The digital workplace is a phrase that I have written about before and is becoming more frequently used for intranets that are developing beyond being a traditional communications tool. For me a digital workplace can include:
- employees working from any location (or mobile) as their place of work
- IT infrastructure providing the same or similar experience wherever someone uses the digital workplace
- employees collaborating, searching, and completing tasks as well as reading the latest news
- employees choosing how to do ‘things’ – RSS, mobile, etc. – that help them
- organisations measuring the benefits and encouraging employees to use the digital workplace
I define a digital workplace as ‘work is what you do, not where you go to’. To have a successful digital workplace it is vital organisations have the right strategy, culture, environment and infrastructure to exploit the benefits fully. It needs to become the natural way of working so employees are more effective and productive and your organisation is more efficient and successful.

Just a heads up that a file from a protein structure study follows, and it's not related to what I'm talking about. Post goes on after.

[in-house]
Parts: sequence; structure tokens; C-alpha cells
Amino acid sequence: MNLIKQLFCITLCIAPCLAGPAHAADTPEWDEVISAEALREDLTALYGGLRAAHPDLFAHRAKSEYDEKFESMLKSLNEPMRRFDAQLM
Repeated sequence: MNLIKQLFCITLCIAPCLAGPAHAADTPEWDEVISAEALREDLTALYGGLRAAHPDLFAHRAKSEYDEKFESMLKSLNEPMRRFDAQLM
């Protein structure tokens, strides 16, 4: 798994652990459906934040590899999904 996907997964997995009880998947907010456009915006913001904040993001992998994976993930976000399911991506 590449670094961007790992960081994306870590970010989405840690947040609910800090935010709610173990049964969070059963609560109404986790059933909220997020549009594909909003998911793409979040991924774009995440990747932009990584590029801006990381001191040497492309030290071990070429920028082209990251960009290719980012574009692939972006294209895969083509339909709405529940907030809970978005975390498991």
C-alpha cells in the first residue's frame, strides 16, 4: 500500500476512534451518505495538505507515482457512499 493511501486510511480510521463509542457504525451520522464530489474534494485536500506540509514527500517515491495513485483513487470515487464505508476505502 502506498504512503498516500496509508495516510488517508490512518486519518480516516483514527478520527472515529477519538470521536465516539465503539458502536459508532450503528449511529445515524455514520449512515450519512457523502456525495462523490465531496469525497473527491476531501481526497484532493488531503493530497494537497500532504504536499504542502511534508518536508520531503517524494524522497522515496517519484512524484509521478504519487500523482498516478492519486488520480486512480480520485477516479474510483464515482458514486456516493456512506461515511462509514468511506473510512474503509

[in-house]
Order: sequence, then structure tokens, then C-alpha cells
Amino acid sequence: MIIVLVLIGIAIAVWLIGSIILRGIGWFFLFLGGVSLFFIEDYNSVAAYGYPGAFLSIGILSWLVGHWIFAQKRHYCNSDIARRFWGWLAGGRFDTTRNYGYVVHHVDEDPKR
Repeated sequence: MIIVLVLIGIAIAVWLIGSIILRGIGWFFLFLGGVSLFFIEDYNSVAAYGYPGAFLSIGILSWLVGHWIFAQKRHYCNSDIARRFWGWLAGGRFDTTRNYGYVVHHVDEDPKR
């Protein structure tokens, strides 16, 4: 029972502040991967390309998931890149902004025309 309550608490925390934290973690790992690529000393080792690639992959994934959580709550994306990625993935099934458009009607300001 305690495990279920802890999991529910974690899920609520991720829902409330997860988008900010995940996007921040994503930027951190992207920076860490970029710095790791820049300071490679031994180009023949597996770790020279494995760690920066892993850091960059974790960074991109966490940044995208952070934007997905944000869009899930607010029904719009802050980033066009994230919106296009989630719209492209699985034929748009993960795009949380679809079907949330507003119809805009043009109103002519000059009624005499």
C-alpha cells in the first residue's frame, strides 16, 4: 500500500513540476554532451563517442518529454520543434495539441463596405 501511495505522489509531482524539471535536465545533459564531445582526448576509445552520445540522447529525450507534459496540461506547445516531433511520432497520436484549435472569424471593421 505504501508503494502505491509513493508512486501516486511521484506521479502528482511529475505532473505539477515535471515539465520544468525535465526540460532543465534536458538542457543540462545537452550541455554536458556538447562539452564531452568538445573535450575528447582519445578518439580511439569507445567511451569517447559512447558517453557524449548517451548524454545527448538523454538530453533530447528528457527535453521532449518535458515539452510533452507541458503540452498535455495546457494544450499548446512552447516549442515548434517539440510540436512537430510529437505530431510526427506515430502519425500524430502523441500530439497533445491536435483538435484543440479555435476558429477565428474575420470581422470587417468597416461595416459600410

Tags: best practice, governance, intranet, plan, strategy, usability
The lifeblood of any intranet is the information that is available. The quality of it decides how useful it is to other people to help with their work.
You have an opportunity to find out how good Malcolm is for yourself as he’s running 1 day web content courses in London on 29 September and Edinburgh on 6 October.
I learnt a lot from my one hour meeting with Malcolm. You can learn far more by investing a day of your time with Malcolm.
Tags: best practice, digital workplace, intranet applications, usability, value
In my previous posts on the digital workplace I have covered ‘Must have digital workplace principles’, ‘5 steps to a great digital workplace strategy’, 7 ways to engage people in a digital workplace, 4 factors critical to good governance in a digital workplace and HR policies to encourage a digital workplace.